The accusation of practicing witchcraft is therefore just an attempt for men in society to regain power over disagreeable women through punishment and shows how despite being labeled a ‘witch’ Medea is rather an influential and high-powered woman of society and has a crucial part in fighting for the cause of women.It is impossible to say that Medea did not represent the cause of women to some degree as although in the play Medea may have been unable to be considered a woman in society, the audience of the play in 431 BC performed in ancient Greece was entirely men. This was due to women being unable to indulge in activities such as plays and demonstrates the imbalance present in the audience of the play as well as in Medea’s society. Euripides gives a voice to the subdued gender of women and demonstrates the potential of women in society as strong and powerful beings rather than that of a lesser gender that is seen to be created to perform tasks of lesser quality and more mundane form than that of men. Additionally, the play poses a future for women demonstrated through the song of the chorus as “Recompense is coming for the female sex”. To an audience of all men, phrases like these are challenging what is normal in a society ruled by men.

The play itself embodies the fight of a woman, regardless of supernatural powers, to have a wider effect on the audience it was presented to and to represent the cause of women external to the play. To conclude, although some may say that her supernatural powers disallow her to be a representative of the female cause, she ultimately has to be considered as a figure of the female kind as she embodies an outspoken activist for the cause of women both in the setting of the play and externally. Her figure in the play is also comparable to many historians beyond her time that were similarly labeled to discredit them to Euripides uses the play of Medea to send a message to the wider audience of men that change will come for the female gender.

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This essay delves into the portrayal of Medea in Euripides' play as a representative of the women's cause despite her nonconforming attitude in society. It highlights the parallels between historical figures like Joan of Arc and Medea, both labeled as witches or outspoken women, reflecting the attempts of men to regain control by discrediting them. The essay argues that Medea's supernatural powers should not disqualify her from representing women's cause, as her defiance challenges societal norms. However, the essay could provide a more nuanced analysis of Medea's character development, exploring the complexity of her role as a representation. The connection to the audience of ancient Greece and the significance of the play's message for women's rights are well addressed. The essay could benefit from further textual evidence and deeper exploration of specific scenes to strengthen the analysis.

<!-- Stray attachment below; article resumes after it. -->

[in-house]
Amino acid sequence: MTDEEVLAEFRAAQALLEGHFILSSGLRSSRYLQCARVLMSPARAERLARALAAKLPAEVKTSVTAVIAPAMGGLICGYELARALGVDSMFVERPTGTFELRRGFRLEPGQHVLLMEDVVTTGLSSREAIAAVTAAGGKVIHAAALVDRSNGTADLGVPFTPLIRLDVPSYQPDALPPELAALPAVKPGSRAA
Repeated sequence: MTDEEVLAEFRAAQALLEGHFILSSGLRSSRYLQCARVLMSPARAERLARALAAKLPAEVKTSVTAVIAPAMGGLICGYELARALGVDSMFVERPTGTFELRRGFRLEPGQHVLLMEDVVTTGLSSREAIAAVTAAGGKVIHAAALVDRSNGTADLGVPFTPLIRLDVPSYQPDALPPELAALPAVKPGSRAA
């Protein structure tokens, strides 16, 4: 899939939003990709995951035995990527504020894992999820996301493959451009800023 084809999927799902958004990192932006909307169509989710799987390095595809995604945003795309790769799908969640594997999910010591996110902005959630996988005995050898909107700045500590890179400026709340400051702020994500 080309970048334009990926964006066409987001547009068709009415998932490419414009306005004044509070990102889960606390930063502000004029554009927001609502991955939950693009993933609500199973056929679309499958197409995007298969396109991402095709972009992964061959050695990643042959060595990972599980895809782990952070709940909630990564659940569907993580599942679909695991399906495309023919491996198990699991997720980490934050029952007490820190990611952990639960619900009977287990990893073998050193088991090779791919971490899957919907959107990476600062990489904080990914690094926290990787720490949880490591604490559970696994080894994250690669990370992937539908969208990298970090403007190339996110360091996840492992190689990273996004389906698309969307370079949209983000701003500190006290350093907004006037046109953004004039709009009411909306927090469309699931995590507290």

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What can be improved
Nuanced Analysis: Provide a more nuanced exploration of Medea's character development throughout the play to better support the argument. Textual Evidence: Incorporate specific textual examples from the play to substantiate the claims about Medea's role as a representation. Clarity in Comparison: Further clarify the comparison between Medea and historical figures like Joan of Arc to deepen the understanding of their similarities and differences. Scene Analysis: Delve deeper into specific scenes or dialogues that exemplify Medea's defiance and her impact on challenging gender norms. Conclusion: Expand the conclusion to further emphasize the significance of Medea's representation in the context of ancient Greek society and its relevance to the wider cause of women's rights.